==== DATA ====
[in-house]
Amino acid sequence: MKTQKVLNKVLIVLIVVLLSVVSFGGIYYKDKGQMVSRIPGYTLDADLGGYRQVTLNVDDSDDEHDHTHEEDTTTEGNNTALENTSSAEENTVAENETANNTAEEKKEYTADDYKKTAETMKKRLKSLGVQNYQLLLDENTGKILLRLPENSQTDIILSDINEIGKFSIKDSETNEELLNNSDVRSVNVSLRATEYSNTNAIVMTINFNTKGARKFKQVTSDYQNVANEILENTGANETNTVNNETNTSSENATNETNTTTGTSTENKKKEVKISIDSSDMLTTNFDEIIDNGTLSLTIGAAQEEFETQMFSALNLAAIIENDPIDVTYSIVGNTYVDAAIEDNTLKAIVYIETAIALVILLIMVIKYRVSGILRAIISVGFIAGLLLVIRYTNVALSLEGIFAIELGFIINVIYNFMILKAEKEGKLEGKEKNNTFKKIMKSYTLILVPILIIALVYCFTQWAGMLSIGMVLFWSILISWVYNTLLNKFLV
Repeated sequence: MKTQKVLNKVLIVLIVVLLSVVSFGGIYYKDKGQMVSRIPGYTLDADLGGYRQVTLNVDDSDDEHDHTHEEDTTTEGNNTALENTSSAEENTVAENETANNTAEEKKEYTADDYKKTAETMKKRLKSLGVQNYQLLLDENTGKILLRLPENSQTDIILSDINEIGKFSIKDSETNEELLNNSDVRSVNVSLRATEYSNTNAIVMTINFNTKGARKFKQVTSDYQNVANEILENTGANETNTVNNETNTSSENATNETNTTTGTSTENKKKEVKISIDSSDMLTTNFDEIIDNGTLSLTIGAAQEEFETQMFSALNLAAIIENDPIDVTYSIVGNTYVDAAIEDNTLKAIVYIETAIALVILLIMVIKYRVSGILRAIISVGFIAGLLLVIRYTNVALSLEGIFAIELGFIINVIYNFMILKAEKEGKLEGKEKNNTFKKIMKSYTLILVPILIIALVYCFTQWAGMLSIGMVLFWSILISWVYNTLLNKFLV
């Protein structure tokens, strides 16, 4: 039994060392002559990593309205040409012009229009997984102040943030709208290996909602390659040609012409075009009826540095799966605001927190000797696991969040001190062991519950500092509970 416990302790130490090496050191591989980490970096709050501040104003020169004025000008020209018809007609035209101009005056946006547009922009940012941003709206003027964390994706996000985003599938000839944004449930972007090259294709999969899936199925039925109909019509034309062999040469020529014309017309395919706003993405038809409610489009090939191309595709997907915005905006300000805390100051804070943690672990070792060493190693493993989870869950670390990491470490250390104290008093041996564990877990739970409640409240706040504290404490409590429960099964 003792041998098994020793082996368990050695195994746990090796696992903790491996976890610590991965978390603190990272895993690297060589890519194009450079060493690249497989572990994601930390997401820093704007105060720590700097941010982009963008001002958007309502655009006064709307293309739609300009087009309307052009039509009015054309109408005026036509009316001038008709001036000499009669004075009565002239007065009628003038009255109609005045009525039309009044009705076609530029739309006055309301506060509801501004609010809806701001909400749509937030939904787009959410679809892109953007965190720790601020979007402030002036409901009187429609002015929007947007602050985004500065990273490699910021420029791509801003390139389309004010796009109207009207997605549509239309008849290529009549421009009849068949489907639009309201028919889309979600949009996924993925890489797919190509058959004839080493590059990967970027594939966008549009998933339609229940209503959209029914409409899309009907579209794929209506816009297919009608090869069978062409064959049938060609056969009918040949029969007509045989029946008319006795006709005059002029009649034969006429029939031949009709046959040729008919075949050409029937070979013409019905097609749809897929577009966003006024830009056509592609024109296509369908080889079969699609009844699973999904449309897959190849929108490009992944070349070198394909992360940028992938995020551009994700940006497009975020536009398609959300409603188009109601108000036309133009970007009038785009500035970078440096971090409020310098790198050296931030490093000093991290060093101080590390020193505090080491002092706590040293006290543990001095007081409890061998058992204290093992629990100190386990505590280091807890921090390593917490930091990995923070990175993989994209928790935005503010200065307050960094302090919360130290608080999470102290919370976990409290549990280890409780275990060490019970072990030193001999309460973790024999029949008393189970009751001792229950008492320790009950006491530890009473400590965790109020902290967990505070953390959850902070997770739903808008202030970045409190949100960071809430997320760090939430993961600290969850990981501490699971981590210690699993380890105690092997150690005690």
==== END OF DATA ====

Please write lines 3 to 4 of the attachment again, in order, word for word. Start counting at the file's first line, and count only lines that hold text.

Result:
Repeated sequence: MKTQKVLNKVLIVLIVVLLSVVSFGGIYYKDKGQMVSRIPGYTLDADLGGYRQVTLNVDDSDDEHDHTHEEDTTTEGNNTALENTSSAEENTVAENETANNTAEEKKEYTADDYKKTAETMKKRLKSLGVQNYQLLLDENTGKILLRLPENSQTDIILSDINEIGKFSIKDSETNEELLNNSDVRSVNVSLRATEYSNTNAIVMTINFNTKGARKFKQVTSDYQNVANEILENTGANETNTVNNETNTSSENATNETNTTTGTSTENKKKEVKISIDSSDMLTTNFDEIIDNGTLSLTIGAAQEEFETQMFSALNLAAIIENDPIDVTYSIVGNTYVDAAIEDNTLKAIVYIETAIALVILLIMVIKYRVSGILRAIISVGFIAGLLLVIRYTNVALSLEGIFAIELGFIINVIYNFMILKAEKEGKLEGKEKNNTFKKIMKSYTLILVPILIIALVYCFTQWAGMLSIGMVLFWSILISWVYNTLLNKFLV
């Protein structure tokens, strides 16, 4: 039994060392002559990593309205040409012009229009997984102040943030709208290996909602390659040609012409075009009826540095799966605001927190000797696991969040001190062991519950500092509970 416990302790130490090496050191591989980490970096709050501040104003020169004025000008020209018809007609035209101009005056946006547009922009940012941003709206003027964390994706996000985003599938000839944004449930972007090259294709999969899936199925039925109909019509034309062999040469020529014309017309395919706003993405038809409610489009090939191309595709997907915005905006300000805390100051804070943690672990070792060493190693493993989870869950670390990491470490250390104290008093041996564990877990739970409640409240706040504290404490409590429960099964 003792041998098994020793082996368990050695195994746990090796696992903790491996976890610590991965978390603190990272895993690297060589890519194009450079060493690249497989572990994601930390997401820093704007105060720590700097941010982009963008001002958007309502655009006064709307293309739609300009087009309307052009039509009015054309109408005026036509009316001038008709001036000499009669004075009565002239007065009628003038009255109609005045009525039309009044009705076609530029739309006055309301506060509801501004609010809806701001909400749509937030939904787009959410679809892109953007965190720790601020979007402030002036409901009187429609002015929007947007602050985004500065990273490699910021420029791509801003390139389309004010796009109207009207997605549509239309008849290529009549421009009849068949489907639009309201028919889309979600949009996924993925890489797919190509058959004839080493590059990967970027594939966008549009998933339609229940209503959209029914409409899309009907579209794929209506816009297919009608090869069978062409064959049938060609056969009918040949029969007509045989029946008319006795006709005059002029009649034969006429029939031949009709046959040729008919075949050409029937070979013409019905097609749809897929577009966003006024830009056509592609024109296509369908080889079969699609009844699973999904449309897959190849929108490009992944070349070198394909992360940028992938995020551009994700940006497009975020536009398609959300409603188009109601108000036309133009970007009038785009500035970078440096971090409020310098790198050296931030490093000093991290060093101080590390020193505090080491002092706590040293006290543990001095007081409890061998058992204290093992629990100190386990505590280091807890921090390593917490930091990995923070990175993989994209928790935005503010200065307050960094302090919360130290608080999470102290919370976990409290549990280890409780275990060490019970072990030193001999309460973790024999029949008393189970009751001792229950008492320790009950006491530890009473400590965790109020902290967990505070953390959850902070997770739903808008202030970045409190949100960071809430997320760090939430993961600290969850990981501490699971981590210690699993380890105690092997150690005690």